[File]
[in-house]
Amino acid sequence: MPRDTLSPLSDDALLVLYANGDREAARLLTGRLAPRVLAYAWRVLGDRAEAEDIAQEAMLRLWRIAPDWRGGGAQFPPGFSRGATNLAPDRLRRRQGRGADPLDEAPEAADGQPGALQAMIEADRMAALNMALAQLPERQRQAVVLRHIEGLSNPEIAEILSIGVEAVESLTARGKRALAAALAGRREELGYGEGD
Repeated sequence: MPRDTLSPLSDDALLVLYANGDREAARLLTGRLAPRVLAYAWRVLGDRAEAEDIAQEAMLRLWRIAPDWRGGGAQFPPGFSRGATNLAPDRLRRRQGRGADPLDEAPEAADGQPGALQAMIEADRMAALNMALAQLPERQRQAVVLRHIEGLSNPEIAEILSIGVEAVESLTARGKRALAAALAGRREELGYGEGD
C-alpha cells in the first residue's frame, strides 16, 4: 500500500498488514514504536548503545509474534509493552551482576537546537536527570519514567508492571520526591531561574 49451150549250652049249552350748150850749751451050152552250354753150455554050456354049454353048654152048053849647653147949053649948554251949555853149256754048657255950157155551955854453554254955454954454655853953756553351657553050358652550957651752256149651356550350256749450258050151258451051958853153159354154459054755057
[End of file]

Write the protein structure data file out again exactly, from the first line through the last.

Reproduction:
[in-house]
Amino acid sequence: MPRDTLSPLSDDALLVLYANGDREAARLLTGRLAPRVLAYAWRVLGDRAEAEDIAQEAMLRLWRIAPDWRGGGAQFPPGFSRGATNLAPDRLRRRQGRGADPLDEAPEAADGQPGALQAMIEADRMAALNMALAQLPERQRQAVVLRHIEGLSNPEIAEILSIGVEAVESLTARGKRALAAALAGRREELGYGEGD
Repeated sequence: MPRDTLSPLSDDALLVLYANGDREAARLLTGRLAPRVLAYAWRVLGDRAEAEDIAQEAMLRLWRIAPDWRGGGAQFPPGFSRGATNLAPDRLRRRQGRGADPLDEAPEAADGQPGALQAMIEADRMAALNMALAQLPERQRQAVVLRHIEGLSNPEIAEILSIGVEAVESLTARGKRALAAALAGRREELGYGEGD
C-alpha cells in the first residue's frame, strides 16, 4: 500500500498488514514504536548503545509474534509493552551482576537546537536527570519514567508492571520526591531561574 49451150549250652049249552350748150850749751451050152552250354753150455554050456354049454353048654152048053849647653147949053649948554251949555853149256754048657255950157155551955854453554254955454954454655853953756553351657553050358652550957651752256149651356550350256749450258050151258451051958853153159354154459054755057